It would take too long to explain each possible situation, but the previous
examples should have given you some intuition how programs are evaluated. You
can use the intermediate
RA format (short for relational algebra) generated
by the compiler, if you want to know how eclair exactly evaluates your code.
You can generate
RA output using the following command:
$ eclair compile --emit ra program.eclair
This will print out the intermediary format as pseudo code to the screen and will explain how Eclair code is evaluated using set semantics. (This is similar to how evaluation was explained on this page.)
If we generate the
RA pseudo-code for the last snippet from the previous
section, we get the output below. You can try comparing it with the previous
project (3, 4) into edge project (2, 3) into edge project (1, 2) into edge search edge as edge0 do project (edge0, edge0) into reachable merge reachable delta_reachable loop do purge new_reachable search edge as edge0 do search delta_reachable as delta_reachable1 do if (edge0, delta_reachable1) ∉ reachable do if edge0 = delta_reachable1 do project (edge0, delta_reachable1) into new_reachable exit if counttuples(new_reachable) = 0 merge new_reachable reachable swap new_reachable delta_reachable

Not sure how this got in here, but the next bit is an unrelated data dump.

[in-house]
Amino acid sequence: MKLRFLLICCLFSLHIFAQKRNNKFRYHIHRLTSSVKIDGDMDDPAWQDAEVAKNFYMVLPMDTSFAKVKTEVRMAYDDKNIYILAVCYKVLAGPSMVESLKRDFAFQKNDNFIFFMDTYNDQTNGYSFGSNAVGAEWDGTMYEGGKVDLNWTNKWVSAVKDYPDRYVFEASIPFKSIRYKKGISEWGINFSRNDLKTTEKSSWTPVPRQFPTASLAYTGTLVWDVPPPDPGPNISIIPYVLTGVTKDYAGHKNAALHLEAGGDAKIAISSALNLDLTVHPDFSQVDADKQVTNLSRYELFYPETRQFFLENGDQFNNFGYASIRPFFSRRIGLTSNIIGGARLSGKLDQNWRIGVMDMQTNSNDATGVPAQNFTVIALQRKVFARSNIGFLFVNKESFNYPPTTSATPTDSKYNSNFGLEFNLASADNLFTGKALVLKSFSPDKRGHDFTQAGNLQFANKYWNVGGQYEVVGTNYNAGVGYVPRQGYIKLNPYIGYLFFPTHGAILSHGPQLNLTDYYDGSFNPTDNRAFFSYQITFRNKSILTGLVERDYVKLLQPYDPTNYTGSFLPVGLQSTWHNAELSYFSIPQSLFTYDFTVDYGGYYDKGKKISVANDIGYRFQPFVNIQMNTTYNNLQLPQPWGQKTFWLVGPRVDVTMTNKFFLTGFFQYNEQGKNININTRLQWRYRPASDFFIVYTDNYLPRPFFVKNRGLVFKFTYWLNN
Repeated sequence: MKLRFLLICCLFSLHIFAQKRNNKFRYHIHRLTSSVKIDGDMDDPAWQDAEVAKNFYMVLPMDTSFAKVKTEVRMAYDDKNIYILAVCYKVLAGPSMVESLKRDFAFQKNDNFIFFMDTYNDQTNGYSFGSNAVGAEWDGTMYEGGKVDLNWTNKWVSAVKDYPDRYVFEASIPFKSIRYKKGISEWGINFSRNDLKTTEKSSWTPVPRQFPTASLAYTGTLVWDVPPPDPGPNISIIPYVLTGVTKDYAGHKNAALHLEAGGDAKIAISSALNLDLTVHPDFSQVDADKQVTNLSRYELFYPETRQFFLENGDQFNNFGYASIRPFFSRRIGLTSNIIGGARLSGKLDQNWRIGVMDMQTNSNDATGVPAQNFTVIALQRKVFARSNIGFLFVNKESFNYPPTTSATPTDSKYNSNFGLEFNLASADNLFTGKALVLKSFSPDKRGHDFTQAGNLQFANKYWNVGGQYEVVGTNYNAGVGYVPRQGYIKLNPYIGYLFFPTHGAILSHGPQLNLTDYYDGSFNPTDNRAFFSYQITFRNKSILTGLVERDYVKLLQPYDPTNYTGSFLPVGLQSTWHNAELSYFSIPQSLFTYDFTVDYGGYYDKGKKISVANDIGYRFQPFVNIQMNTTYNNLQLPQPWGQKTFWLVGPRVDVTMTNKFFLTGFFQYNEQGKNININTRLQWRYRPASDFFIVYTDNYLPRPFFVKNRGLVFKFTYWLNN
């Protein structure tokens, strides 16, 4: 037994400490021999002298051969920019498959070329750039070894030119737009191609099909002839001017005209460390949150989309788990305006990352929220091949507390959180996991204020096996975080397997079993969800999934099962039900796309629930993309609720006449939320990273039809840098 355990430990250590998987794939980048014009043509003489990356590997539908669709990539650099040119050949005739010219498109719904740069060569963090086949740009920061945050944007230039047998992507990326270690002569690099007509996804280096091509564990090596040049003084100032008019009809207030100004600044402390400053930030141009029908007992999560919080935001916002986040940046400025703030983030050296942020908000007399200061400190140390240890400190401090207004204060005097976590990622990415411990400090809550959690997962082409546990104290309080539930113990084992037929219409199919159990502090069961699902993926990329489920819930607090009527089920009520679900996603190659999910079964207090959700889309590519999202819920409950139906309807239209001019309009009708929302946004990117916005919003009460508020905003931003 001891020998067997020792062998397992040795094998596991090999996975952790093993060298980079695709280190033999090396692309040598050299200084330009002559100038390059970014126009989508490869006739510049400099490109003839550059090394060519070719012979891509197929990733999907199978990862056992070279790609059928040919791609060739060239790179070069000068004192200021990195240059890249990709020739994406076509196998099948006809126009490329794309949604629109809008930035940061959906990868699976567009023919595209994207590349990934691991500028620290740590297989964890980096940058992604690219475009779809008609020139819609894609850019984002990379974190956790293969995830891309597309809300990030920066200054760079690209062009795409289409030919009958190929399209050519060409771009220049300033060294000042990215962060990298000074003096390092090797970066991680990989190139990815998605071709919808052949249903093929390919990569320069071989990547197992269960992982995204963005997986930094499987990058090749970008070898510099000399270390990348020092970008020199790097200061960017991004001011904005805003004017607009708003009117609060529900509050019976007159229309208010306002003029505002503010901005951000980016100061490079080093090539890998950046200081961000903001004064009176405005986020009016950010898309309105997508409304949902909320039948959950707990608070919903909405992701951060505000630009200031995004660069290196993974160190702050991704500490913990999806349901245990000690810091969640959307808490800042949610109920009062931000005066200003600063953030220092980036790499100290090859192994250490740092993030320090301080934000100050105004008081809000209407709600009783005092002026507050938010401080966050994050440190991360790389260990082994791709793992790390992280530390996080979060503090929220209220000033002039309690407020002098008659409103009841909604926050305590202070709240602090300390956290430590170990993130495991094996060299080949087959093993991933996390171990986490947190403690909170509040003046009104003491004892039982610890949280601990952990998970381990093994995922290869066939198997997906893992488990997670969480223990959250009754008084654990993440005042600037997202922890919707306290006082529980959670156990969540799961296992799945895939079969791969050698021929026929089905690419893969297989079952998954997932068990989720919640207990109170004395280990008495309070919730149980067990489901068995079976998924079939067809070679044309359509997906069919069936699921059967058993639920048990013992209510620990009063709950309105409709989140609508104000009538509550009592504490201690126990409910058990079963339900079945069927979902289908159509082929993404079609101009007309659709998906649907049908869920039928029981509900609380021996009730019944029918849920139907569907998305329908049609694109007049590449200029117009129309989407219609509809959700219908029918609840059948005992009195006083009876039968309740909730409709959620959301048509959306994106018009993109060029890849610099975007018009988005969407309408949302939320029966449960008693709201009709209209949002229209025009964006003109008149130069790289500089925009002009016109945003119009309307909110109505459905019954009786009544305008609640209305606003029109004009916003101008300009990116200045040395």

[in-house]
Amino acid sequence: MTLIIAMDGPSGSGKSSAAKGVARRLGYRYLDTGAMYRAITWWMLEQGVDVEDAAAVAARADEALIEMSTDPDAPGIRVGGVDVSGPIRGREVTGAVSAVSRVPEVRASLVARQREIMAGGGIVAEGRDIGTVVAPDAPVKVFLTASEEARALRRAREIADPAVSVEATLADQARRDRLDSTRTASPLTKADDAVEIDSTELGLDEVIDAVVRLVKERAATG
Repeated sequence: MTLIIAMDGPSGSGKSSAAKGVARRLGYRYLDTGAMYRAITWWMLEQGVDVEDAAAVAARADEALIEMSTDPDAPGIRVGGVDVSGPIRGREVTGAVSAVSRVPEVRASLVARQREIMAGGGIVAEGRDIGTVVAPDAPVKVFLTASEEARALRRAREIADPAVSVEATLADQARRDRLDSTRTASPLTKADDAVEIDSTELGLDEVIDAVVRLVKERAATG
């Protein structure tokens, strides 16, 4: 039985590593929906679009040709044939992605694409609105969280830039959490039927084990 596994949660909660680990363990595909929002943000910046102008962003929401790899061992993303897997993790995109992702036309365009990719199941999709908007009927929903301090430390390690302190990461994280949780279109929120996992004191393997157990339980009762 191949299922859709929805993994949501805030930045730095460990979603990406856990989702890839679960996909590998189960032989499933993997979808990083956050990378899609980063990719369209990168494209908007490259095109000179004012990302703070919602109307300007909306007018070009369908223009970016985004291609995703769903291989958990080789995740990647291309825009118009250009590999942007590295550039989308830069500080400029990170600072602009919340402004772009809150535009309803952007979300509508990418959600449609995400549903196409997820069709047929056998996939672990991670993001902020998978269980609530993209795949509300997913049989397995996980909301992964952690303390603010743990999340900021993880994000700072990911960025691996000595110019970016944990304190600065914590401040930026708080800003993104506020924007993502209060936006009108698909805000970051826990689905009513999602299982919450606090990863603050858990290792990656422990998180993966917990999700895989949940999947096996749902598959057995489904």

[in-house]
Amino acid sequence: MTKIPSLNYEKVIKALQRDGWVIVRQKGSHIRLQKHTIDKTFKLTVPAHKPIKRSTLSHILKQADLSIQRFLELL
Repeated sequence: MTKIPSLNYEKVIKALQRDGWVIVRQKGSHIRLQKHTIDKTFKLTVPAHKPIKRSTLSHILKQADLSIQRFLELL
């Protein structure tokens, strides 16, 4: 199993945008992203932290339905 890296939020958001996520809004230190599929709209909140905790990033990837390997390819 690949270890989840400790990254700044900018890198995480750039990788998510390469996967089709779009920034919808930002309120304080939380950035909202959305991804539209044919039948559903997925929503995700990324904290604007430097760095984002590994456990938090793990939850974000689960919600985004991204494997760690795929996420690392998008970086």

RA format should be seen as an advanced tool and is definitely not needed
all the time, but it can give you a greater understanding of what’s exactly
happening under the hood.
For more information on the idea behind the
RA format, check out this
paper by the Soufflé Datalog authors.